Rolling Stone recently listed it's Top 50 Non-Superhero Graphic Novels and we made up 22% of that list (including a few books that we published and have been rereleased by others). If you haven't picked up one of these books, get steppin' to your local comic book store, buy one from the website, visit the library---you've go so many options! Picks by Joe Gross also of the Austin-American Statesman.
47Safe Area Gorazde by Joe Sacco "Joe Sacco is one of the medium's premier journalists; that he has focused on war-torn regions makes his work feel that much more vital and impressive...Gorazde - is a great place to start."
44You'll Never Know series by C. Tyler "Tyler is a top flight memoirist, and You'll Never Know pulses with a maturity not often found in the medium."
43Usagi Yojimbo by Stan Sakai "Never less than thoughtful and entertaining, Usagi Yojimbo is one of the most consistent comics around."
15Uncle Scrooge by Carl Barks "His Donald Duck stories are a comedic blast, but his Uncle Scrooge stories are veritable silly symphonies of complicated plotting and intercontinental adventure. Need a master class in how to tell a great comics story? Read any Barks' Scrooge stories from 1950 until his retirement in 1966. It's all there."
5The Complete Crumb by R. Crumb "To ignore him completely is only to invite accidentally ripping him off; he's the Bob Dylan of the comics underground, and his work is embedded in the medium's DNA now."
1Love and Rockets by Gilbert and Jaime Hernandez "Imagine the Clash or R.E.M. or Run-DMC not only never broke up, but, for 30 years, never once released a less-than-excellent record. Imagine their command of their craft just became more pronounced year after year, earning the unshakable admiration of their fans and peers. Imagine they made the best record of their career, 30 years on, this decade. This is essentially what Jaime and Gilbert Hernandez have done with Love and Rockets, the greatest American comic book series of all time."
• Gainesville, FL: The great Carol Tyler will present a talk on "Graphic Emotion: Weighted Words and Moving Marks" at the 11th annual University of Florida Conference on Comics and Graphic Novels. (more info)
For their 11th annual University of Florida Conference on Comics and Graphic Novels, the Graduate Comics Organization will look at "Traumics: Comics Narratives of Trauma."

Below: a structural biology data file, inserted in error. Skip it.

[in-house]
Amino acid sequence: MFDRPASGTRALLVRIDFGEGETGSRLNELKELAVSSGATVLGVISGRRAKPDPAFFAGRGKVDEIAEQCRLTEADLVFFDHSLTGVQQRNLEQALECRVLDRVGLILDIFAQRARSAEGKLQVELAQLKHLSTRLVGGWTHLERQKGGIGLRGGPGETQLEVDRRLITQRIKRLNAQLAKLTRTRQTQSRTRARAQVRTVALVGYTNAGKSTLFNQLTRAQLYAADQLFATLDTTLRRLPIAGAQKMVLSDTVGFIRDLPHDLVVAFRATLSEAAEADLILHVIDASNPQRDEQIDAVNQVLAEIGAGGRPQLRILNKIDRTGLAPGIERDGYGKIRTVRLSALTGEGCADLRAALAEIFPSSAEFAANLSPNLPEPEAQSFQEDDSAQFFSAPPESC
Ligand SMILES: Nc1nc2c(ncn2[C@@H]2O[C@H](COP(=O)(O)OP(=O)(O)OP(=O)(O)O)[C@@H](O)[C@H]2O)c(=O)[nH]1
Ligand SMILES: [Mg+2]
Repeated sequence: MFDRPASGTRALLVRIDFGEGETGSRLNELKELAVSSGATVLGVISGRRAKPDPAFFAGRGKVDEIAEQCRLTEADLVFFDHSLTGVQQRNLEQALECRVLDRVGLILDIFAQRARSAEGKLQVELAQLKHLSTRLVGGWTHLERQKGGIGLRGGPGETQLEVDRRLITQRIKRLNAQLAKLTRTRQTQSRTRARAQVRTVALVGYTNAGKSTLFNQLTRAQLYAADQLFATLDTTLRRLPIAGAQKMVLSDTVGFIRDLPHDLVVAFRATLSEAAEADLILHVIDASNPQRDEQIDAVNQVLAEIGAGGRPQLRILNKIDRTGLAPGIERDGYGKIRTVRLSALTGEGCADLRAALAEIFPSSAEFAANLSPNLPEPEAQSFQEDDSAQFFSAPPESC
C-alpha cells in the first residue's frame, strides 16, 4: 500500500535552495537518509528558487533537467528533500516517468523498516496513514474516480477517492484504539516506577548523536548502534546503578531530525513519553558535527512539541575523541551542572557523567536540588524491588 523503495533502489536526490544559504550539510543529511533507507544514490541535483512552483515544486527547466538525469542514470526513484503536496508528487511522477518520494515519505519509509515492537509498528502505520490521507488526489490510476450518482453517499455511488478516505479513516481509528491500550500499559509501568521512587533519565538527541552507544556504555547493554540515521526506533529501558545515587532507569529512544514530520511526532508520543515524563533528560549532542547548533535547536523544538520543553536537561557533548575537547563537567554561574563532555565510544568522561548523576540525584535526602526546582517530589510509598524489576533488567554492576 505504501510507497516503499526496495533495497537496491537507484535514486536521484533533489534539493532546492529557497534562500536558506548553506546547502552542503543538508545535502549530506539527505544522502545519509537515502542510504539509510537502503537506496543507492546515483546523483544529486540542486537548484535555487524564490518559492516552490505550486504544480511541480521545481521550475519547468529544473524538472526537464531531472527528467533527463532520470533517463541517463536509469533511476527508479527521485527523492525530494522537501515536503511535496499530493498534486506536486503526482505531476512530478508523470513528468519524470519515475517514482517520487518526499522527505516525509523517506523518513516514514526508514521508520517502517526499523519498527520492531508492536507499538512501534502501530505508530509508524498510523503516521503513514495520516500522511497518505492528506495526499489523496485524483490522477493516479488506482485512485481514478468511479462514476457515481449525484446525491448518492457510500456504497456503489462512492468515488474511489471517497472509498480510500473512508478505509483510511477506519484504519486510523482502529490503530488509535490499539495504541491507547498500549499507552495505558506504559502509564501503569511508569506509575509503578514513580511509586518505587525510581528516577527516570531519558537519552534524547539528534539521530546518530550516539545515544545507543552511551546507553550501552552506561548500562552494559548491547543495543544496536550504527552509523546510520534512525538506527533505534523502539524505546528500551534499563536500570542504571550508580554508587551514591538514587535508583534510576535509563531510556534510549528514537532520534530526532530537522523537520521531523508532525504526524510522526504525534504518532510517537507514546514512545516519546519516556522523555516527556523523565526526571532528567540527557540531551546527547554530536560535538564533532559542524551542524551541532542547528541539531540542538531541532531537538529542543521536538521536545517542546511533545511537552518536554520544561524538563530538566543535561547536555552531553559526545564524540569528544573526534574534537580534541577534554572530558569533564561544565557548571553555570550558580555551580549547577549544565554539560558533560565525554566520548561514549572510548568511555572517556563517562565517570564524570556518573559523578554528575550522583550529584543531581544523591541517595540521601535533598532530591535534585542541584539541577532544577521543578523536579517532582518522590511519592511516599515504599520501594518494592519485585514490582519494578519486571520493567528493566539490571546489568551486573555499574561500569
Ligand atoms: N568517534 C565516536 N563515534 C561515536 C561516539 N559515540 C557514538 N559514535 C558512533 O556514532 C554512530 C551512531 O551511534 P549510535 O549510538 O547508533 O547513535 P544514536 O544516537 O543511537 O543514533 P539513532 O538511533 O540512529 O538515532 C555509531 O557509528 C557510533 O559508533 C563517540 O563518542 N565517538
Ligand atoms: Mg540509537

And presenting one of their keynote speakers is noneother than our very own Carol Tyler, and on Saturday, April 5th, she will present a talk on "Graphic Emotion: Weighted Words and Moving Marks" at 7:00 PM, with a reception to follow at 8:30 PM with drinks and hors d’oeuvres. Surely, anyone who has read Tyler's series, You'll Never Know, her graphic memoir focusing on the artist's father and his experiences in World War II, knows that she's an expert on graphic emotion!
On Sunday, April 6th, Carol will lead an artist's workshop titled "Comics: Getting Down to Basics" at 11:15 AM.
Keynote lectures and receptions will be held in Ustler Hall. All other events will be held in Pugh Hall. Ustler Hall is located on the University of Florida at the intersection of East West Drive and Fletcher Drive. The conference is FREE and open to the public.
Well, frankly, these stories must be told every-damn-where! But, starting January 16th, 2014, the Rutgers-Camden’s Stedman Gallery will become a haven for artists displaying comix versions of their life stories through a marriage of drawings to text.
Such as Carol Tyler, who shares on her blog that some pages of original art, including a few from You'll Never Know, will be on display! (She also shares that "Mr. Compulsive Narrative himself Justin Green shares some original Binky Brown pages," adding, "that alone is worth the effort to go see this exhibit.")
Original pages will also be on display from Ellen Forney, Julie Doucet, David Small, Gilad Seliktar, and many, many more!
Holy yes-more-please, SPX rocked us. Jacq Cohen, Gary Groth and I traversed across the country for one of the single best comic books shows that exists. We knew it was going to be quite the fun time when we boarded the plane and saw Joseph Remnant. A small favor to stranger later and he was TRAPPED between us for 4+ hours.